Nurses to lead the digital health reform

At a time when the aging population is a hot topic of conversation in the media, government and healthcare industry alike, the potential applications for technology and innovations continue to cause a stir. Yet in order for technology such as data, the internet of things and health monitoring devices to be viable solutions for managing the aging crisis, they need to be integrated by those on the front lines.

With this in mind, it's important to recognise the vital role that the healthcare workforce, and particularly those in aged care nursing roles, will play in driving the digital health reform in Australia.

It's up to nurses to take the lead in the digital health reform.

What does it take to propel innovation in healthcare?

Any kind of change in established practices can be difficult, particularly when it involves such advanced tools as home health monitoring and data analytics. In aged care, the challenge is not just implementing new tools, but enabling the clientele to use it. Consequently, the pressure falls on aged care nurses to become familiar with digital heath tools themselves, as well as teach the necessary skills to their elderly patients.

"Nurses have a unique leadership role to ensure a digitally enabled health system delivers on the promise of better health outcomes for Australians," said Dr Louise Schaper, CEO of Health Informatics Society of Australia (HISA). 

"All nurses must integrate information and information technology into routine clinical practice.They must re-imagine the delivery of health care assisted by technology, in partnership with a more engaged patient and, with greater access to information at the point of care."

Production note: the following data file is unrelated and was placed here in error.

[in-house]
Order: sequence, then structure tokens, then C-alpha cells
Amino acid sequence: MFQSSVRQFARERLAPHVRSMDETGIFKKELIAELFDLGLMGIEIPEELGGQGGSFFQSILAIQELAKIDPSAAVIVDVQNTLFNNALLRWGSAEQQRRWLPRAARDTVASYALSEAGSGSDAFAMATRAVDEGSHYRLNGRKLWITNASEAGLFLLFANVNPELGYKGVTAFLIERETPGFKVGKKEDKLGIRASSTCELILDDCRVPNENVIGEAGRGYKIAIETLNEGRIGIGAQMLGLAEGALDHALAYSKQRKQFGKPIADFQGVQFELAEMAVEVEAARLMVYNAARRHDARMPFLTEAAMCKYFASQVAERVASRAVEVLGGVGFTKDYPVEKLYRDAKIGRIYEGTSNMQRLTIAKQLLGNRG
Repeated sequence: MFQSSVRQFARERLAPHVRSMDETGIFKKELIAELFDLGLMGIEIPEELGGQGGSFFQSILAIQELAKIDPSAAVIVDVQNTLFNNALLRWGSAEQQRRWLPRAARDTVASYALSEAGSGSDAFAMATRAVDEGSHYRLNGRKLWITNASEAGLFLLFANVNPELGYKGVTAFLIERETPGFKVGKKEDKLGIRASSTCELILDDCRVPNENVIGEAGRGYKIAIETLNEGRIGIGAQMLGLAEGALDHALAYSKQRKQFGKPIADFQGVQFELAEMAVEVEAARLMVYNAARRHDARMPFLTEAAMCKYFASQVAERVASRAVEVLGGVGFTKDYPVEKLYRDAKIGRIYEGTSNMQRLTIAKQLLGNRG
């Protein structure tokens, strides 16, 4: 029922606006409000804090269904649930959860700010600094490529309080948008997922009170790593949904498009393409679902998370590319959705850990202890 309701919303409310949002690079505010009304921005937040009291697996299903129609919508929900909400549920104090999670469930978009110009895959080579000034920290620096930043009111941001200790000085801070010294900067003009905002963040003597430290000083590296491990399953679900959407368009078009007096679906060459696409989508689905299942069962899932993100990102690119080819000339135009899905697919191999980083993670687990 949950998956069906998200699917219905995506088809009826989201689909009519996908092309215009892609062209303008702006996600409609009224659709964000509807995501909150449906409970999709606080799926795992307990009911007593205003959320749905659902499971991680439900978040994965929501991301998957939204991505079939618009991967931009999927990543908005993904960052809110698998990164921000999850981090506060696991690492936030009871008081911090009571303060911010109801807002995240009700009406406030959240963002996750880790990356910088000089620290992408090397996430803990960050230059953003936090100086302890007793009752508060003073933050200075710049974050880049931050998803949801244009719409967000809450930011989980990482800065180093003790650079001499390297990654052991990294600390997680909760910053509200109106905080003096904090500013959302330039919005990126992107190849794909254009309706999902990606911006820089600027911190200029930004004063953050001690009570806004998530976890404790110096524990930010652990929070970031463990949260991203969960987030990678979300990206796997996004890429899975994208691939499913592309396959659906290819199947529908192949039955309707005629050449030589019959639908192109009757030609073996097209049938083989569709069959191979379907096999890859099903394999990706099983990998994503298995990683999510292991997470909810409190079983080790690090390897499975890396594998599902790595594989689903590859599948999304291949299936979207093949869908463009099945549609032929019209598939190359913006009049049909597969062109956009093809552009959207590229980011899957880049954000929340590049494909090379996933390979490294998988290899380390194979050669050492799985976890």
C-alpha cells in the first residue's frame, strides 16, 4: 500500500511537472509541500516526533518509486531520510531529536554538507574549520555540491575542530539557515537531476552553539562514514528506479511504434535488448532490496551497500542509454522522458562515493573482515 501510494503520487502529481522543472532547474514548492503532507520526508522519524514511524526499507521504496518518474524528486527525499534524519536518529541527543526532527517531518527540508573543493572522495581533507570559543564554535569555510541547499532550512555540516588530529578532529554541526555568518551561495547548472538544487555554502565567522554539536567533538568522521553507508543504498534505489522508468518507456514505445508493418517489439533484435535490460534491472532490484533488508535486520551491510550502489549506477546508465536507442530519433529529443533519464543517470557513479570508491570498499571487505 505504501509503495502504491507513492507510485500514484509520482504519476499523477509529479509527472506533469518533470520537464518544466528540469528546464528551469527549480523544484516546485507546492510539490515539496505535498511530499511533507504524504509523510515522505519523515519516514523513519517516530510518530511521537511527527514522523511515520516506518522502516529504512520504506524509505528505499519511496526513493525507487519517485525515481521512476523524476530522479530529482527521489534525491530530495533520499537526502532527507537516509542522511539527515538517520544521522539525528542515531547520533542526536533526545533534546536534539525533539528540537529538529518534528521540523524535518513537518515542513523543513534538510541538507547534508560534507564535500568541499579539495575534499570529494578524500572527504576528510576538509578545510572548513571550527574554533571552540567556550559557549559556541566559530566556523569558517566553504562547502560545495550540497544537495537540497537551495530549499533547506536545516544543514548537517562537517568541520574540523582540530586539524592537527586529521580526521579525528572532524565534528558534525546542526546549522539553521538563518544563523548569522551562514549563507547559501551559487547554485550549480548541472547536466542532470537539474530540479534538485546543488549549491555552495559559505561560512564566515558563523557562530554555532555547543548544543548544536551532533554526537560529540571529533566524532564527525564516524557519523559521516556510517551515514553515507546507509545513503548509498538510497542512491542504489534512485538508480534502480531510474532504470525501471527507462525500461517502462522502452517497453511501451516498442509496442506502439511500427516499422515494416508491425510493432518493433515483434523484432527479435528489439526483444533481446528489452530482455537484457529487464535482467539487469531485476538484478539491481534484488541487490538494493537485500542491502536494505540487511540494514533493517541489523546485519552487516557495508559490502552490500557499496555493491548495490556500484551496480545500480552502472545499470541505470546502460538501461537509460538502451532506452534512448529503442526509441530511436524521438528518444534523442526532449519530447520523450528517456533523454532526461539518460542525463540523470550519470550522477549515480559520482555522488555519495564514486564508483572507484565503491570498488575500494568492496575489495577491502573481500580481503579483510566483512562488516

The future nursing workforce must be equipped with sufficient digital skills.The future nursing workforce must be equipped with sufficient digital skills.

Aged care nurses going digital

If the aged care nursing workforce of the future is to be prepared for the digital health reform, there needs to be adequate support and guidance to help nurses develop their digital expertise. Dr Schaper argues that IT skills need to become part of future nursing training if nurses are to get the best outcomes from tools such as "My Health Records."

"We believe there would be resourcing support for aged care providers to help them assist consumers to sign up and implement My Health Records processes and ensure staff, including registered nurses, are equipped to manage the new systems," she told Australian Ageing Agenda..

"We are looking at shaping the current and future roles for nurses in Australian healthcare and that includes aged care. We would like to see a nursing workforce that is able to navigate the digital health landscape on behalf of the nursing profession and their patients."

For more information on the services we provide in the healthcare space, check out the Austra Health website here.